C.  Nonprofit system

Nonprofits will mainly be mutual or fraternal insurers which, in turn, will often be the ultimate parent and thus the likely level of CGAD reporting. However, there are many examples of insurers, whether for-profit or nonprofit, that are owned by nonprofits such as health systems or trade associations. For insurers owned by nonprofits, the CGAD reporting level may be the nonprofit or, if the insurer's operations are not integrated with those of the nonprofit, at the insurer level or the level of an intermediate holding company.

Because policyholder voting is not an effective governance device for mutuals, [26] regulators will probably be interested in policies and practices that provide a substitute check on management. And because nonprofits that own insurers are often engaged in efforts that do not involve insurance expertise, regulators will probably be interested in governance policies and practices that provide such expertise and insulate insurance management from nonprofit management to some extent. Thus, as with privately held systems, regulators may be more interested in efforts to include independent, expert voices on the board; to link management compensation to performance of insurance operations; and to build independent power centers around functions such as risk management, financial reporting, and compliance.

IV.  Conclusion

The CGAD is a complex report that will be due for the first time for many insurers this summer. Moreover, the process of preparing the CGAD for the first time may indicate the need for changes in corporate governance that may take some time to implement. Finally, regulators emphasize the importance of a thorough initial CGAD, as follow-on filings are only updates. In short, now is the time to get started on an initial CGAD filing.

[1] See F. Karlinsky, R. Fidei, and C. Brito, Corporate Governance in Insurance: A Primer on the Corporate Governance Annual Disclosure Model Act, FORC Journal, v. 29 (Summer 2018).

[2] In response to the financial crises of the late 1990s, the International Monetary Fund and the World Bank jointly established the Financial Sector Assessment Program to evaluate members' financial systems, including insurance companies.

[3] According to the NAIC, as of fall 2019 the Corporate Governance Annual Disclosure Model Act (Model Act) had been adopted by all 51 major U.S. jurisdictions except the District of Columbia, Illinois, New Jersey, New Mexico, New York, and South Dakota. Of the 51 major U.S. jurisdictions, 29 had adopted the Corporate Governance Annual Disclosure Model Regulation (Model Regulation). Per the NAIC  Financial Regulation Standards and Accreditation Program (April 2019), the CGAD models are an accreditation standard beginning January 1, 2020.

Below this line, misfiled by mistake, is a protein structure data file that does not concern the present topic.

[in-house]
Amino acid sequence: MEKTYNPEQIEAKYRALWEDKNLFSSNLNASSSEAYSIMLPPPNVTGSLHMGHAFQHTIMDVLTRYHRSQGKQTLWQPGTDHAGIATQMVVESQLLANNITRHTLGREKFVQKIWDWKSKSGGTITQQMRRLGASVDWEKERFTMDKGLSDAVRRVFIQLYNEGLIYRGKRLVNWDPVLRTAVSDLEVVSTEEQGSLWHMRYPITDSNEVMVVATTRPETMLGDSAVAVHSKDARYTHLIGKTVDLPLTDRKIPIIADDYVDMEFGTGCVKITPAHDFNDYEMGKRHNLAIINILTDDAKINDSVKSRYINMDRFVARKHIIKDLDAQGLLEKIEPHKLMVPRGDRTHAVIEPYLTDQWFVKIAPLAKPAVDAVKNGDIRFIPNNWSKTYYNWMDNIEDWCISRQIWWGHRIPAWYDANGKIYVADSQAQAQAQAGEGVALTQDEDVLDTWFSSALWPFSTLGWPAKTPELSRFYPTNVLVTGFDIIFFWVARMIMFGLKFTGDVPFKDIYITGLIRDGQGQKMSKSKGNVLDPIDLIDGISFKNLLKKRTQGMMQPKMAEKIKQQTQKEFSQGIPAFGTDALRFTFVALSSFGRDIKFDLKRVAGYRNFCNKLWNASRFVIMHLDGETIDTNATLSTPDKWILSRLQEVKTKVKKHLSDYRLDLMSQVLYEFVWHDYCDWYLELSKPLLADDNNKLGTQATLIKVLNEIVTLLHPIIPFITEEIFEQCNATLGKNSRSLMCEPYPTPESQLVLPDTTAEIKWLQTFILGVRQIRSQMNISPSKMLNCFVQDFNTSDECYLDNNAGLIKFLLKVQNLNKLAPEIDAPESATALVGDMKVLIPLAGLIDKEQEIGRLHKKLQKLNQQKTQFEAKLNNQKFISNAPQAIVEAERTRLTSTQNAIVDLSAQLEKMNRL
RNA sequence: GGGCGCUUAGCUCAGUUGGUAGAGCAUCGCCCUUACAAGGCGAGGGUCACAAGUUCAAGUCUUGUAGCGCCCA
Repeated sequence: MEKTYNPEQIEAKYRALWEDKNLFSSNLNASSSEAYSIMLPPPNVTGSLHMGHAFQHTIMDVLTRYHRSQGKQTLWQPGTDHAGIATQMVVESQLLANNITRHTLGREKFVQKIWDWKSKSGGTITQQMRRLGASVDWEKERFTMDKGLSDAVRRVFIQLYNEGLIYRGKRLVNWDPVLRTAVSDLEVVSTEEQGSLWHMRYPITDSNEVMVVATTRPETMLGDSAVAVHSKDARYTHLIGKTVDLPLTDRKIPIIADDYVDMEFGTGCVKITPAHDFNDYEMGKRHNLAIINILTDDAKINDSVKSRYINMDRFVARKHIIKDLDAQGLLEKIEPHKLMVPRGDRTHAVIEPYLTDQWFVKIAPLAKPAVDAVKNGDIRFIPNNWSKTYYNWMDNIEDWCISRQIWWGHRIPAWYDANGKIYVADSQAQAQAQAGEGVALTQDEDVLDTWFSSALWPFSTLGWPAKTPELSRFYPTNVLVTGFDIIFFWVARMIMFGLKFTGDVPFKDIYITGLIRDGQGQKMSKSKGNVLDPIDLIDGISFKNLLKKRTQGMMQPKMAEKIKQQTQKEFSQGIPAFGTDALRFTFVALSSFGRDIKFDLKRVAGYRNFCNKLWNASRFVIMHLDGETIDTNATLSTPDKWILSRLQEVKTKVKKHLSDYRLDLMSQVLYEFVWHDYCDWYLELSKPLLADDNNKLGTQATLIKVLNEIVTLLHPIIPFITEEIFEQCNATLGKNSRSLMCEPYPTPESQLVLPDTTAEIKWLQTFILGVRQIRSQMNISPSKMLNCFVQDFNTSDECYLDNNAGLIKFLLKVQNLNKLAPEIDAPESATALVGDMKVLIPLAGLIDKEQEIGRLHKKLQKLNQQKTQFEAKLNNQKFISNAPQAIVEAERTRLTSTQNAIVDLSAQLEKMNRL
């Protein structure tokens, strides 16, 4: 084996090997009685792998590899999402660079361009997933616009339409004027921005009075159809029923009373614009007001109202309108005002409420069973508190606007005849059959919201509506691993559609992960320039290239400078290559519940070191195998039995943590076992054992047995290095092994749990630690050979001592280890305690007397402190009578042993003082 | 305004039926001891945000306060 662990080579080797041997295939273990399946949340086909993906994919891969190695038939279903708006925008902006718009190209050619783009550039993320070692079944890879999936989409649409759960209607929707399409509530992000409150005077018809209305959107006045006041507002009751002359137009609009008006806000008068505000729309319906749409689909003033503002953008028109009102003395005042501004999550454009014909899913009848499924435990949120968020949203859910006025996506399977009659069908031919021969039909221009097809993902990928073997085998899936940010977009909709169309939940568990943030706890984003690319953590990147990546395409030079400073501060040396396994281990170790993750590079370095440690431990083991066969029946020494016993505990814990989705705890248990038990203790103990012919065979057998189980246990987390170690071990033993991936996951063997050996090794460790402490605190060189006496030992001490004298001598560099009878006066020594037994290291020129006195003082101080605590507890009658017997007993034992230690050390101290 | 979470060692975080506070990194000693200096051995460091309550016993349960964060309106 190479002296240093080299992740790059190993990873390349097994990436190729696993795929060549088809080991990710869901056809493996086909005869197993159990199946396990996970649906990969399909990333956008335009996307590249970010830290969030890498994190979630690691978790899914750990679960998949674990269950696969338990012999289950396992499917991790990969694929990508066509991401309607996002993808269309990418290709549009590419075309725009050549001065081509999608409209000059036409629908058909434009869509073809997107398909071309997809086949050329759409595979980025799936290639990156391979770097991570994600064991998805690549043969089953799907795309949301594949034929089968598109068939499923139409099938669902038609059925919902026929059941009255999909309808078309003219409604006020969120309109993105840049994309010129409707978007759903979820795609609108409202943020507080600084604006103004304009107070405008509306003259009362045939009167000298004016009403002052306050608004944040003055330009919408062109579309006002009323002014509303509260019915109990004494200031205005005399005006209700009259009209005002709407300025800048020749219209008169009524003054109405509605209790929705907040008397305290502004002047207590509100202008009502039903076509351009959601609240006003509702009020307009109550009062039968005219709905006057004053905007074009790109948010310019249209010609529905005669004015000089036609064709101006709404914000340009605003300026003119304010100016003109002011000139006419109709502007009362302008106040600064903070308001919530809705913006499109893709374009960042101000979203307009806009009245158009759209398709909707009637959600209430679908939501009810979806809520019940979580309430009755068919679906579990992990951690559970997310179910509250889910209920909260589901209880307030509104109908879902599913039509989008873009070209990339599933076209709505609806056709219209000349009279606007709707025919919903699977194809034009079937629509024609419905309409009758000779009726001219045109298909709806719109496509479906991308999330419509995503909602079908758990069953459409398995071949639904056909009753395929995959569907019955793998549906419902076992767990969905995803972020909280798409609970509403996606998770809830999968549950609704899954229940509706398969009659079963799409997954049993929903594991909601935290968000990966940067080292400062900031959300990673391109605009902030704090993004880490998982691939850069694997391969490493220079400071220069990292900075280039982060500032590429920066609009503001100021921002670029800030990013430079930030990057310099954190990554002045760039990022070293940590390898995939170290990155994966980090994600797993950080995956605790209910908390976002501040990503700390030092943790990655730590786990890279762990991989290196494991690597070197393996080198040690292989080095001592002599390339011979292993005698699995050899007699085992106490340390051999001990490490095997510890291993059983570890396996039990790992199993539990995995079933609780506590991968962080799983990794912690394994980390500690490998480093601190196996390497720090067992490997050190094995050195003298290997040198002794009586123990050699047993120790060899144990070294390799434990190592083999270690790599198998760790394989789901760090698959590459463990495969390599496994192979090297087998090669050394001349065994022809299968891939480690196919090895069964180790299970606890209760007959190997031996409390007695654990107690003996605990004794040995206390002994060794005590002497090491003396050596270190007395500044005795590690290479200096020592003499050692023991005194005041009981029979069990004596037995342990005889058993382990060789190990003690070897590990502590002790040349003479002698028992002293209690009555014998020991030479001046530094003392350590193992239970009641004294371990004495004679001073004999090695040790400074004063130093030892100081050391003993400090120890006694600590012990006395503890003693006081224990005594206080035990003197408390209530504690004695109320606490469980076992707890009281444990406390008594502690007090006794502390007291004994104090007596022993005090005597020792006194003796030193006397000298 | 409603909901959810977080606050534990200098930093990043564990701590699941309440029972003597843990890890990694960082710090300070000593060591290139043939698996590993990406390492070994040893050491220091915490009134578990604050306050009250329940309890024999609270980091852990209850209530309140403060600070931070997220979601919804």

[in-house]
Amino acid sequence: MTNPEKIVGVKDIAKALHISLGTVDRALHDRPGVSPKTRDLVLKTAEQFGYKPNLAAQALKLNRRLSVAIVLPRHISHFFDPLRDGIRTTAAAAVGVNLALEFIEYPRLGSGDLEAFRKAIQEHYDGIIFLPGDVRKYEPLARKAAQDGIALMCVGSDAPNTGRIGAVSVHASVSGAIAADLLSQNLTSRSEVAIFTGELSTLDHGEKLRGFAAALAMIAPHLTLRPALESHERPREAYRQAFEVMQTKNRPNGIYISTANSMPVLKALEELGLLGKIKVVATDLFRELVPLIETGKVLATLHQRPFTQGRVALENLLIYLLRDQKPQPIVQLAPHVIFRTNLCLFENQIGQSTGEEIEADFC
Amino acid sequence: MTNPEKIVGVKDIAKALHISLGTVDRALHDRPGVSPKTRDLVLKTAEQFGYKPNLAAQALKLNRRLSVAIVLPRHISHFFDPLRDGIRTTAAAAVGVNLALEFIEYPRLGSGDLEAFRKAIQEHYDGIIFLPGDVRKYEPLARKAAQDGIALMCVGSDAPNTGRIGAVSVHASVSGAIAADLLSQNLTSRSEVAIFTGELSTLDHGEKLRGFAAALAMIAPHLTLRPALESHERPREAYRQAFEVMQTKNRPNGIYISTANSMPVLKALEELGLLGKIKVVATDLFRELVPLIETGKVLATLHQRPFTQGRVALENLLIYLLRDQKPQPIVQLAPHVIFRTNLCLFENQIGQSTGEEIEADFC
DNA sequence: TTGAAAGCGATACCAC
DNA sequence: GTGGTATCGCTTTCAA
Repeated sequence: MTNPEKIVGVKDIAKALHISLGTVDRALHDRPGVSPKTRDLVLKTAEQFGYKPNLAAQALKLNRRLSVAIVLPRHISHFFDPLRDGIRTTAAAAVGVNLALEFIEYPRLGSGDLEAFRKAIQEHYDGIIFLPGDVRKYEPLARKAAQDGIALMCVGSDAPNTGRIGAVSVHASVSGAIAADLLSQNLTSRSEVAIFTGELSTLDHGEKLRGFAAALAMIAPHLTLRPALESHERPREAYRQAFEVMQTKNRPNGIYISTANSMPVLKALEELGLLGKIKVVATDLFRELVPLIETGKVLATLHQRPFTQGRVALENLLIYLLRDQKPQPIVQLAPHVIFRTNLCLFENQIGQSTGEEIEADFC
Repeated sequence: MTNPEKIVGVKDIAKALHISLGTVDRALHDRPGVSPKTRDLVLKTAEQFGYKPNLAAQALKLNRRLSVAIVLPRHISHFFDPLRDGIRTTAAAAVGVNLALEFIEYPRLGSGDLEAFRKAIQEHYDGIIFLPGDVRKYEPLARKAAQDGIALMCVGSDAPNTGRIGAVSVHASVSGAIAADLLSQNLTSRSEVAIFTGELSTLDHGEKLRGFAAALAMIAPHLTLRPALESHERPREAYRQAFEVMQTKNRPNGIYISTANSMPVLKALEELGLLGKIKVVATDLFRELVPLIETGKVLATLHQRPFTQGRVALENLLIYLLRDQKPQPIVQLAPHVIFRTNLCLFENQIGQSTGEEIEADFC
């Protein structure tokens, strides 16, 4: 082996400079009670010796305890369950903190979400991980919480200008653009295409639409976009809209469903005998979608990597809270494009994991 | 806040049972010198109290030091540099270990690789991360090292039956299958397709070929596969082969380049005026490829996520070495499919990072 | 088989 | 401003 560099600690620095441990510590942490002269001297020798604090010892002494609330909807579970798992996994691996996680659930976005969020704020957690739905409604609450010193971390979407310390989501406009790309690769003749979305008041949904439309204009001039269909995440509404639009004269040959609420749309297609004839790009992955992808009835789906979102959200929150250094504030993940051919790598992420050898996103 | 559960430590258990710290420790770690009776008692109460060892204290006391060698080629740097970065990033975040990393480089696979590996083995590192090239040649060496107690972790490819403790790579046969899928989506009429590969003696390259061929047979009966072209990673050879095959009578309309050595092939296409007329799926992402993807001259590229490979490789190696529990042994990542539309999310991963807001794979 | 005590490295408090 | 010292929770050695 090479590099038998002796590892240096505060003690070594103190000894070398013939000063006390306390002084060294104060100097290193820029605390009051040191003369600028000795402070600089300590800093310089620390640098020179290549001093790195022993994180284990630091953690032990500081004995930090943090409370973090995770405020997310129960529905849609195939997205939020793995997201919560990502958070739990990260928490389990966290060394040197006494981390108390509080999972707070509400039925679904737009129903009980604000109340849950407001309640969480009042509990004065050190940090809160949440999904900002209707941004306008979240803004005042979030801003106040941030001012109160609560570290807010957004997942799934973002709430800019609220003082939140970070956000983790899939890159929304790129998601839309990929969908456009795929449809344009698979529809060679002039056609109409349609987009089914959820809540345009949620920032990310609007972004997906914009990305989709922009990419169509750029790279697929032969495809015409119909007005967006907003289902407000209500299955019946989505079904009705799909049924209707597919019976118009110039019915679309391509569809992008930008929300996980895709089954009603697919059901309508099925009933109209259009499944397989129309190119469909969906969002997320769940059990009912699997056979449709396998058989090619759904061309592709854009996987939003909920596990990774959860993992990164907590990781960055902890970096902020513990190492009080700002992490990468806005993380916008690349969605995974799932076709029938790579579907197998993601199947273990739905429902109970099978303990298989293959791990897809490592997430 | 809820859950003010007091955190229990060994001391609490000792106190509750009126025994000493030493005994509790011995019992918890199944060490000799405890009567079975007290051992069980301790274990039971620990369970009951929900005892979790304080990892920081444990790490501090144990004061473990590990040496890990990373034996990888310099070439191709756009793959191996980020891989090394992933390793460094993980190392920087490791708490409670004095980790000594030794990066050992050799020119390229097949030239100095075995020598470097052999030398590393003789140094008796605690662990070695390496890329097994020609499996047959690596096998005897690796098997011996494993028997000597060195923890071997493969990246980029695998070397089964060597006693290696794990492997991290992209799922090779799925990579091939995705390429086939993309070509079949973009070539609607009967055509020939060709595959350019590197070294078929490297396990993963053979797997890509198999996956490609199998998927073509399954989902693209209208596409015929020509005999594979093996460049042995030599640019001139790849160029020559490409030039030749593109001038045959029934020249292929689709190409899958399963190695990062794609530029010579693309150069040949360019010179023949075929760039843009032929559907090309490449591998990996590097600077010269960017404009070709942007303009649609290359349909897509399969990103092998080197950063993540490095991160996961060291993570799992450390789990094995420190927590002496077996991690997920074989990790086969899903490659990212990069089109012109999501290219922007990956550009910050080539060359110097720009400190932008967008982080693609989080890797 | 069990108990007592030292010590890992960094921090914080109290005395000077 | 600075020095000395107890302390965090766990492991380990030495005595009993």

[4] The Model Act does not specify whether it applies to domestic or authorized insurers, but the former is probably intended. If the insurer is not part of a holding company system, it must file with its domestic regulator. Model Act § 3A.

[5] Model Act § 3A (the lead state is determined in accordance with the procedures in the most recent Financial Analysis Handbook adopted by the NAIC and the lead state for each system is set forth on a list maintained by the NAIC; the filing is made in accordance with the laws of the lead state).

[6] Model Act § 3D and Model Regulation § 4D.

[7] Id.

[8] Id. (the use of "and/or" indicates that the insurer may choose more than one level if various aspects of its governance activities are handled at different levels).

[9] NAIC Financial Analysis Handbook (2019 Annual / 2020 Quarterly) § VI.D.

[10] Model Regulation § 5. When referencing such other documents, the CGAD must clearly identify the location of the relevant information within the CGAD and attach any referenced documents not already filed with or available to the regulator. Model Regulation § 4F.

[11] Model Regulation § 4C. However, the CGAD must be signed by the CEO or corporate secretary of the insurer or its system attesting to the best of that individual’s belief and knowledge that the filer has implemented the corporate governance practices described in the CGAD, and that a copy of the CGAD has been provided to the filer's board or appropriate committee thereof. Model Act § 3B and Model Regulation § 4B.

[12] Model Act § 3C (again, it seems likely that this requirement applies only to domestic insurers, see Model Regulation § 4E, but it could also apply to authorized insurers).

[13] NAIC Financial Analysis Handbook (2019 Annual / 2020 Quarterly) § VI.D., which also states that it may be necessary or acceptable for the lead state to share its related work papers with another state, provided such information is shared in accordance with the confidentiality provisions of the Model Act. See Model Act § 6.

[14] Model Regulation § 4G.

[15] Model Act § 1A(3).

[16] Model Act §§ 6 and 7C, D, and E.

[17] The bold wording in this Section II is provided directly from the model regulation.  

[18] Model Regulation § 4D.

[19] Model Regulation § 4F.

[20] Model Regulation § 5A.

[21] Model Regulation § 5B.

[22] Model Regulation § 5C.

[23] “Senior management” means "any corporate officer responsible for reporting information to the board of directors at regular intervals or providing this information to shareholders or regulators," and includes the CEO, CFO, COO, and any other “C” level executive. Model Regulation § 3D.

[24] Model Regulation § 5D.

[25] Model Regulation § 5D.

[26] J.A.C. Hetherington, Fact v. Fiction: Who Owns Mutual Insurance Companies, 1969 Wis. L. Rev. 1068.